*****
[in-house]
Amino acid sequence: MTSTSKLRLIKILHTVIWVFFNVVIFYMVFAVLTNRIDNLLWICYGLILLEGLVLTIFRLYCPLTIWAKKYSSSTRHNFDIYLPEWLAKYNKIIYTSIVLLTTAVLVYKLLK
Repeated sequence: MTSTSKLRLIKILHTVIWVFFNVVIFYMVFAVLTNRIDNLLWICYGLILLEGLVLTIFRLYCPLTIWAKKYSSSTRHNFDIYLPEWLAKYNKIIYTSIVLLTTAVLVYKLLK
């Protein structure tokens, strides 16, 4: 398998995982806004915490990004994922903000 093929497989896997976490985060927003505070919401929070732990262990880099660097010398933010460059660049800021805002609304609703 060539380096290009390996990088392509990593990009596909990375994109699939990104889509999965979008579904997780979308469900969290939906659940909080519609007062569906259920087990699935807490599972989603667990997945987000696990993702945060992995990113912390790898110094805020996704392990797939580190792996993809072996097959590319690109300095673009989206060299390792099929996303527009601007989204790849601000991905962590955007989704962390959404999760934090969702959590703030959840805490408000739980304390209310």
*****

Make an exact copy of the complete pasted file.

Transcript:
[in-house]
Amino acid sequence: MTSTSKLRLIKILHTVIWVFFNVVIFYMVFAVLTNRIDNLLWICYGLILLEGLVLTIFRLYCPLTIWAKKYSSSTRHNFDIYLPEWLAKYNKIIYTSIVLLTTAVLVYKLLK
Repeated sequence: MTSTSKLRLIKILHTVIWVFFNVVIFYMVFAVLTNRIDNLLWICYGLILLEGLVLTIFRLYCPLTIWAKKYSSSTRHNFDIYLPEWLAKYNKIIYTSIVLLTTAVLVYKLLK
């Protein structure tokens, strides 16, 4: 398998995982806004915490990004994922903000 093929497989896997976490985060927003505070919401929070732990262990880099660097010398933010460059660049800021805002609304609703 060539380096290009390996990088392509990593990009596909990375994109699939990104889509999965979008579904997780979308469900969290939906659940909080519609007062569906259920087990699935807490599972989603667990997945987000696990993702945060992995990113912390790898110094805020996704392990797939580190792996993809072996097959590319690109300095673009989206060299390792099929996303527009601007989204790849601000991905962590955007989704962390959404999760934090969702959590703030959840805490408000739980304390209310």